The Talmud Megilah states that Joshua married Rachav, and it is clear that their relationship on some level began as a product of Joshua’s conquering Israel through Jericho as a “buchor” [a young Torah scholar, to which the Torah testifies to this distinction, as a student of Moses], through his efforts of dropping the bow and arrow bit, and fighting through Love and Peace as a Ger enthusiast, realizing that the World truly was desperate to hear about the Truth of God. This is a hint of what we learn from the Torah, in that vessels of war will become extinct in the End of Days [a time when most people would think that we need them the most!], and that there is an alternative method of perspective of the ancient Jewish warrior; from being a “quasi neo ninja” to a true Man of War [as King David], which the Kabbalah learns as being effective in the Oral Torah and prayer.

These concepts are easily seen as [in relation to the] Ger in every way, and as they are acute Ger attributes/components, one can easily see why David said, “I am a Ger.” An original template can be seen through Joshua, who was the elected one to carry the essence of Torah into Israel, as the buchor who most understood Moses’ final message [and essential philosophy and naturally Kabbalistic message of Torah] as the departing King of Jushuron [Israel]. [Joshua and Caleb were both said to have reached the spiritual and righteous level called “Kruvim” (Angelic); similar to the Kruvim who are stationed to guard the way of the Tree of Life by their fiery swords. Thus they were operating on a Tree of Life distinction as opposed to the Korach driven Tree of Knowledge.]

Joshua and Rachav wed at some point, and their offspring was said to have produced the finest Priests and Prophets in Israel’s History. Yet one function of their fertility was the lone ability to produce females, for males would be rendered spiritually impossible due to the circumstance of Joshua’s unique level he attained that hinted of angelic quality and caliber in soul root. As this is true in practical spiritual terms, it is also a product to the nature of their marriage in Torah Law, for Joshua differed from Caleb, in that Caleb pursued the path of the concubine to enhance the tradition of the Ger, whereas Joshua actually made his wedding canopy entirely from the seed of the Ger Tzedek, i.e. The Family of Rachav.

Joshua carries a special weight in his lineage that was put on the line through his union with Rachav, for Joshua is the end of the line of the First Born continuum that extended from Abraham, manifesting through Joshua by way of Joseph and Ephraim culminating with the marriage with Rachav. By way of Joshua and Rachav and more importantly their offspring [females to the negation of the males as was stated], with special precedence being given to perpetuate Priests and Prophets in potential, the stage was never more set for Pinchas to come on board, perpetuate the seed of Joshua [and their common ancestor Joseph, of which Pinchas also is related to on his mother’s side, as a Daughter of Putiel, wife of Elazar, father of Pinchas]. The two [Pinchas & Joshua] represent the secret closeness of Joseph [Ephraim] and Levi as hinted at in the additional “yud” given to [Ye]Hoshea bin Nun by Moses in the spies, as is explained by the Arizal as an impregnation with the Tribal head Levi as a double [firstborn] portion. [*every spy had its Tribal Head infused in each member’s mission]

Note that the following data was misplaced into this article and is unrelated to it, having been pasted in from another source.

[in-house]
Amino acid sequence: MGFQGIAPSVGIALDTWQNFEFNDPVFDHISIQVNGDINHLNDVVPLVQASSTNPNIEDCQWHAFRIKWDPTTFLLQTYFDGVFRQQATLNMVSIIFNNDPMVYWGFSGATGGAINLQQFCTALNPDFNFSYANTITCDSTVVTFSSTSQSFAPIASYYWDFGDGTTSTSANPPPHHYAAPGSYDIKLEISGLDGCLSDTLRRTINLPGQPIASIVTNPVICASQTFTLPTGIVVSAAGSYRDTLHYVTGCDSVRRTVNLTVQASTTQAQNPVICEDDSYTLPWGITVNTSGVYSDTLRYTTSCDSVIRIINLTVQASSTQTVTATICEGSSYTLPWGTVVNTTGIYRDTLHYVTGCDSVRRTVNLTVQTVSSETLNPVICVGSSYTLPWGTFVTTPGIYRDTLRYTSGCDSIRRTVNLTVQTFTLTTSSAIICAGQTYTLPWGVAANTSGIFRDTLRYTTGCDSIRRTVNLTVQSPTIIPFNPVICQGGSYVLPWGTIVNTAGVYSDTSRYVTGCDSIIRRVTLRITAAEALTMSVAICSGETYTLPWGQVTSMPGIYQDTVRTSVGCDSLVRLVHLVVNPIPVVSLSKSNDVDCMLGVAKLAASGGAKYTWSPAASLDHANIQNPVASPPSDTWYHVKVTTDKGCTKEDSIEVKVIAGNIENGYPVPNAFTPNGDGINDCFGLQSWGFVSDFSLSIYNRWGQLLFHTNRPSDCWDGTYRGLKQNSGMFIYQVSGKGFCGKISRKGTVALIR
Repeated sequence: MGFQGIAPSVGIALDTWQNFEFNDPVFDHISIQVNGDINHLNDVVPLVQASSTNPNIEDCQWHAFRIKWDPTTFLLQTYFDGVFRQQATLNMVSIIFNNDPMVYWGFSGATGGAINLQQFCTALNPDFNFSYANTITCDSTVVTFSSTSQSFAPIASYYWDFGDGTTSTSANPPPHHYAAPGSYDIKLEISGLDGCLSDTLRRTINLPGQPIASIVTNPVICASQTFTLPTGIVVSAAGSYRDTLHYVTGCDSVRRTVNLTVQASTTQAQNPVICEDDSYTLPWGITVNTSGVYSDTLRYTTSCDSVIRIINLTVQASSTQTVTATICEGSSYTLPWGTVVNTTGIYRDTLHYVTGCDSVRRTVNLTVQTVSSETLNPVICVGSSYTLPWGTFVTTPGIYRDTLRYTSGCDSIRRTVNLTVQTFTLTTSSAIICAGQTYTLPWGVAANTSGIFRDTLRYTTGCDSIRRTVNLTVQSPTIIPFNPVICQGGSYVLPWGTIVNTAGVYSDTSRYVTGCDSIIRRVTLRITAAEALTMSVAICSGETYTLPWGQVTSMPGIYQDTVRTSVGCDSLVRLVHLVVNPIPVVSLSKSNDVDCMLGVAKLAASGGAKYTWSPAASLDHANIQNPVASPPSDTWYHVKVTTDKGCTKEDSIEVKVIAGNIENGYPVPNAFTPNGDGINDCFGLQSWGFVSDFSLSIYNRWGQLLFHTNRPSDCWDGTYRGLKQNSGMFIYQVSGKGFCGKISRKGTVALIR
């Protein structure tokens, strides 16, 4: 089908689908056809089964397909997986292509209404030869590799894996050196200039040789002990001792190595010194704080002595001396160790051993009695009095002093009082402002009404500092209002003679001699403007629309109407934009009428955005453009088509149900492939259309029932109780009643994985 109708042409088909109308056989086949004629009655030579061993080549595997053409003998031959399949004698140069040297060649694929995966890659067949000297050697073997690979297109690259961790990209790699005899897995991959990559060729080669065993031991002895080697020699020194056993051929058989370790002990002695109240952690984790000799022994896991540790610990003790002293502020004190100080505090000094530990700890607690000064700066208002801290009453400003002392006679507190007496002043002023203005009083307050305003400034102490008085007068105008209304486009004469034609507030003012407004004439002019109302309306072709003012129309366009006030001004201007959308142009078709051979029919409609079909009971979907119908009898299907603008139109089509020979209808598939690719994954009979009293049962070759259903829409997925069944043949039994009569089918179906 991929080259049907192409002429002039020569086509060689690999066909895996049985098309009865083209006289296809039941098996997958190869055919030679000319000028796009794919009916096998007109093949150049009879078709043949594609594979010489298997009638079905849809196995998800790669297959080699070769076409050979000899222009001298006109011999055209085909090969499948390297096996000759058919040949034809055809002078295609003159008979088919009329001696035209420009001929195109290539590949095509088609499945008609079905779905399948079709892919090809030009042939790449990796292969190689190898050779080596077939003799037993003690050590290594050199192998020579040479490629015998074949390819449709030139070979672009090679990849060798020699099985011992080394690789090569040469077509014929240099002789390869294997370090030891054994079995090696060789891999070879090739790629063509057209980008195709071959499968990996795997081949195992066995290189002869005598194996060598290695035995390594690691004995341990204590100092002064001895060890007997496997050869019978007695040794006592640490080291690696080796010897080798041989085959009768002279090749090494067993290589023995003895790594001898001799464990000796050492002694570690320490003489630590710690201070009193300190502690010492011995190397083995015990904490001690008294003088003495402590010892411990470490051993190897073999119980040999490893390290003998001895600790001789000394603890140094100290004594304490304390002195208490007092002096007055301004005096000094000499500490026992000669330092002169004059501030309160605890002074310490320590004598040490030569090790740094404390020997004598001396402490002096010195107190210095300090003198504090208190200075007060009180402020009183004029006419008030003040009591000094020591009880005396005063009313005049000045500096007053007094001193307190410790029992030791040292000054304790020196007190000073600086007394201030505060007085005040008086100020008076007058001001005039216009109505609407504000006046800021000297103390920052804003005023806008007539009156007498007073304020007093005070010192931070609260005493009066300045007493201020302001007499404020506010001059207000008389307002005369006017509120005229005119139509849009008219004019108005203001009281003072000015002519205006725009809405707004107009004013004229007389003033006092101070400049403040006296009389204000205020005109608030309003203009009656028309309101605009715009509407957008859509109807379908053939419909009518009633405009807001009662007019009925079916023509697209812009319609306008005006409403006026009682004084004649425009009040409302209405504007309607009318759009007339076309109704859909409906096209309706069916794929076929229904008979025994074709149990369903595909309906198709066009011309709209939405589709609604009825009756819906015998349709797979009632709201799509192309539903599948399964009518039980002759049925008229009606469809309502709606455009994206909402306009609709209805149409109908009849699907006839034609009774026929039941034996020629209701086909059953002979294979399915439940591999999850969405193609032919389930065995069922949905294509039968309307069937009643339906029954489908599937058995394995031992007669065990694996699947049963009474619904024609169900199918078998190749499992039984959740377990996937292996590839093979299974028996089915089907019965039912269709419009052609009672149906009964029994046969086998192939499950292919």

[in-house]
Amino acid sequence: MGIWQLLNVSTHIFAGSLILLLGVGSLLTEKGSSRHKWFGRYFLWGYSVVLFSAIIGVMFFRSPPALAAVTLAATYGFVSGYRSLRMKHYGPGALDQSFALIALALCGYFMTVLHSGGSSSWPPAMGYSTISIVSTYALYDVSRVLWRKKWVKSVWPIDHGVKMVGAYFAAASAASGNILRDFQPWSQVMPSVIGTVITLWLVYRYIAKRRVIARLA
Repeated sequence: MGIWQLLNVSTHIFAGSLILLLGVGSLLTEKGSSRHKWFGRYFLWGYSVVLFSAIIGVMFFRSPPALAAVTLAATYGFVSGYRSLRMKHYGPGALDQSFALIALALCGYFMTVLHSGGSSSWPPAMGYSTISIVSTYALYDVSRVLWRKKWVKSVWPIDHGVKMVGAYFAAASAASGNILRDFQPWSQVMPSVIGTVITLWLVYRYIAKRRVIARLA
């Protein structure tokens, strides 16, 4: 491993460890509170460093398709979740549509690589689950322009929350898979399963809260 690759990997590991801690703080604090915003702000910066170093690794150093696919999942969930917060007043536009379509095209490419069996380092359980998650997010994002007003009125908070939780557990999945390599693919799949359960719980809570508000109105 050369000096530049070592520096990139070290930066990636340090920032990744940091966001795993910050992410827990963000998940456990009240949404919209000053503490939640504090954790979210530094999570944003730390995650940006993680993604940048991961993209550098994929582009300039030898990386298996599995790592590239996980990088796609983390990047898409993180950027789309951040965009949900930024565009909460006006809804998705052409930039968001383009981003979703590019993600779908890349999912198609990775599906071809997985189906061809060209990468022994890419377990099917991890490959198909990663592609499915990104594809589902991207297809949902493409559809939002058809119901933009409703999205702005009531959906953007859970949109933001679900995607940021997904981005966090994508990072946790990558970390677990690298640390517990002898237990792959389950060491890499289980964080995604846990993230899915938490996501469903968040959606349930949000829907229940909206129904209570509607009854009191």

Pinchas thus married a daughter of Joshua and Rachav [which raised issue after Pinchas’ Priesthood over a similar (impure manner) between Zimri and Cozbi, of the Tribe of Shimon and Midianite women], continued Joseph’s spiritual legacy [as hinted at in Pinchas’ (messianic understood) name] and ultimately inherited a good portion of Land from Joshua, due to the inherent void in his lineage from a lack of male offspring; the male in laws would inherit Joshua, i.e. through Priests and Prophets – among them was Jeremiah. This Land would be known as Givat Pinchas [the Hill of Pinchas] located in the Hills of Ephraim, and buried there to this day is the father of Pinchas, Elazar the Priest, son of Aaron the Priest. This is the same Aaron who in the Parsha was granted victory in Korach’s rebellion, was distinguished as the quintessential Priest, and by as such, it was decreed that the Priest would not have ownership of Tribal Land in the normative sense. The question then must be addressed as to the nature of Pinchas’ Land.